When we talk about a smart city, instantaneously turns towards the aspect of infrastructure in the city. The potential for geospatial technologies in infrastructure is tremendous with advances in technologies like 3D modeling, LiDAR and other terrestrial scanning, mobile mapping, surveying, positioning services, remote sensing, high-resolution satellite imagery and photogrammetry. Interestingly, geospatial standards are a vital component of the building information modeling (BIM) picture. This integration of Geospatial Technologies and BIM is empowering today’s AEC industry as many forward looking national governments are planning to boost their infrastructure sector, making BIM implementation as a policy mandate for their major infrastructure construction initiatives.

As the world moves towards building their own sustainable and smart infrastructure, the role of Geospatial Technologies is gaining newer grounds as it is almost impossible to ignore its impact potential while building modern day human habitats.

Program Objective

The Geospatial World Forum is one of the most premier geospatial events in the world today. Each of the editions held till now have well and truly upheld the value of geospatial technologies across multiple sectors of an economy by bringing in experts from various fields providing the audience with a lot of interesting insights/takeaways related to these technologies and their application areas. The 8th (eighth) edition of this annual mega geospatial event will be held in Rotterdam during 23 – 26 May, 2016. With the action taking place in one of major smart cities of the world, Geospatial Media is proud to present a dedicated program on smart cities on 24/25 May during the event. With the theme – ‘Geo’-Powered Smart Cities, this day long program will feature experts from urban/city planning, research/academic institutes, engineers/consultants, mobility and transportation experts, technology providers, and many more. The end objective behind bringing all these experts under one roof is to facilitate brainstorming on the opportunities, challenges and scope for developing a truly smart city infrastructure while highlighting the importance of integrating ICT and Geospatial Technologies in this endeavor.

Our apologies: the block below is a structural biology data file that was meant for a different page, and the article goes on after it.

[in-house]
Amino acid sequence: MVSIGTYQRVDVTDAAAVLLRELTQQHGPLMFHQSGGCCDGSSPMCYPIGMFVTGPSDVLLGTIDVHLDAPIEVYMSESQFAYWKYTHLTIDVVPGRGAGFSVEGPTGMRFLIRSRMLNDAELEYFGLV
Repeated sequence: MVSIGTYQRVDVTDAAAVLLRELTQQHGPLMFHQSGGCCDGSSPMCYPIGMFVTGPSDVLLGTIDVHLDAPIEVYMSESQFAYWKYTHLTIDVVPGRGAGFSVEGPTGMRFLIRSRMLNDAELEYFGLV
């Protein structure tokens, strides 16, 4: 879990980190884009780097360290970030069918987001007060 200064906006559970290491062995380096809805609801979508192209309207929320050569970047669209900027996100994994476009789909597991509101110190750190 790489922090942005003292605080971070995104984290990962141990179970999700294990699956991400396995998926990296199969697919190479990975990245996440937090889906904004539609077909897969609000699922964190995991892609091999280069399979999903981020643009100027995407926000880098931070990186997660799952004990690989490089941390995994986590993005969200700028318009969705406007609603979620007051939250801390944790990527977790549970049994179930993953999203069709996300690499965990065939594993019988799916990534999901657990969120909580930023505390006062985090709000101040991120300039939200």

• Provide a forum for the interchange of ideas on Smart City development among the Government Agencies, Policy Makers, Researchers, AEC Experts, Transportation Experts, and Urban Planners along with Leaders from the ICT and Geospatial Industry;
  • Advocate adoption of Geospatial and ICT solutions for smart urban planning, safety and governance for future smart cities;
  • Invite discussions on smart city policies and regulations;
  • Discussion on the importance and relevance of working with cutting edge technology areas such as IoT, Big Data Analytics, etc., in a smart city environment

Target Audience

  • Policy Makers
  • Government Departments & Public Sector Undertakings
  • Urban Planners/Consultants
  • Infrastructure Engineering Companies/Infrastructure Consultants
  • Funding Agencies
  • Project Executing Agencies
  • Academic & Research Bodies
  • IT Solutions Providers/Smart Technology Experts
  • Geospatial Industry Experts

Program Outline: Session Themes

  • Urban Development for Smart Cities: During the recent years, the rapid rate of increase in urbanization globally, has thrown a number of challenges to the city/urban planners to carve out to sustainable urban habitation for the rural-to-urban bound population without putting additional load on the already densely populated cities. Smart cities are emerging fast and they introduce new practices and services which highly impact policy making and planning, while co-existing with urban facilities. The time has come to understand the smart city’s contribution in the overall planning and vice-versa, to recognize urban planning offerings to a smart city context. This session will focus on exploring that relationship by inviting experts from urban/city planning departments, and technology experts who complement urban planning, highlighting the role of geospatial technologies in the process.